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Models and criteria

Kris (MariusRomanus@aol.com) writes a nice clear post using meteorological models' seeming inadequacies to suggest that general models are unreliable, and models should be specifically tailored for each case, such as each organism. He also suggests that my criteria for proving my work wrong are unrealistic or unfair.

In the case of the animal locomotion models that have been used for decades and repeatedly validated, I disagree that a general model is not reliable enough. I know what all the parameters I am putting into the model mean, and which ones are least certain, and I know which ones I've left out, and what they might mean if I did add them in. So in general, I trust the applicability of my models, but I'm never one to stop with a model and assume my work is done. That's why I wrote a newer paper that goes into more detail, and that's why I'll continue to do so. Also, I am indeed designing animal-specific models: 3D models of every individual muscle group (rather than harmonic means of muscles acting about joints) in a variety of animals. That we do not have tyrannosaurs to dissect does not make modeling them a fanciful or meaningless exercise; it just depends what you put into the model and how carefully you examine the uncertainty in the model parameters.

To resolve this controversy, dismissing models or anatomy or any approach as not useful or reliable is not the way to go. I won't talk any more about that; it's beating a dead horse and was covered 6 months ago. Even if the model is wrong, the model can be used/modified to explain why, that's why models are useful.

To be pro-active, I'll outline a few examples (there are more, I am sure) of how I think the entire debate could be resolved:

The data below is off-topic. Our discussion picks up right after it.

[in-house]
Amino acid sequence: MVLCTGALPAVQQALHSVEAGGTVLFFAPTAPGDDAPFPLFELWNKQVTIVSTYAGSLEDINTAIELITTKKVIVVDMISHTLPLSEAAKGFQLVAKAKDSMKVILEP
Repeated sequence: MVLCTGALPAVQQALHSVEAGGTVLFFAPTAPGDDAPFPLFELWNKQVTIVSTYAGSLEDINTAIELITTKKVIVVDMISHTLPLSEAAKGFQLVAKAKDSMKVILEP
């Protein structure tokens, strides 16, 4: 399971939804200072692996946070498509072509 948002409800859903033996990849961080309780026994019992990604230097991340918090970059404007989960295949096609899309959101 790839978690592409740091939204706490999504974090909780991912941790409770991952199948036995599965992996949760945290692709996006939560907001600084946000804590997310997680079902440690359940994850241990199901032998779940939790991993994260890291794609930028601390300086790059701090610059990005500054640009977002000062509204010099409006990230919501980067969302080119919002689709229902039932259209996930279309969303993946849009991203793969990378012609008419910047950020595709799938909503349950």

A. Falsifying our model:
1. Showing that the model method we used actually does not apply to living animals in general. I put this in as a rhetorical case more than as a good option. It would take tons of work to do, and would basically show that some 30 yrs of animal experiments and modeling all are wrong. It would have to show more than just that the numbers are a little off; it would have to show that they are way off, changing the conclusions drastically.
2. Showing that the data we put into the model are inaccurate for Tyrannosaurus (because of scaling assumptions, parameters excluded, etc.), and using the model or a modification of it to show that more/better data give a fundamentally different result. Such an approach would not only need to show that the parameters I put into the model were bad, in my opinion, it would also be best if it showed that the parameters we left out of the model on a conservative basis do not matter. In other words, finding a solution for a very low T value that makes sense (i.e. not using 1cm muscle fiber lengths). This is realistic; it could be done.
3. Similar to above, developing a model that works much better than the one we used, and gives different results that totally contradict ours, yet still being validated for living animals. Very do-able. I may even unwittingly do it with some of my newer models; who knows. I'm not afraid to prove myself wrong.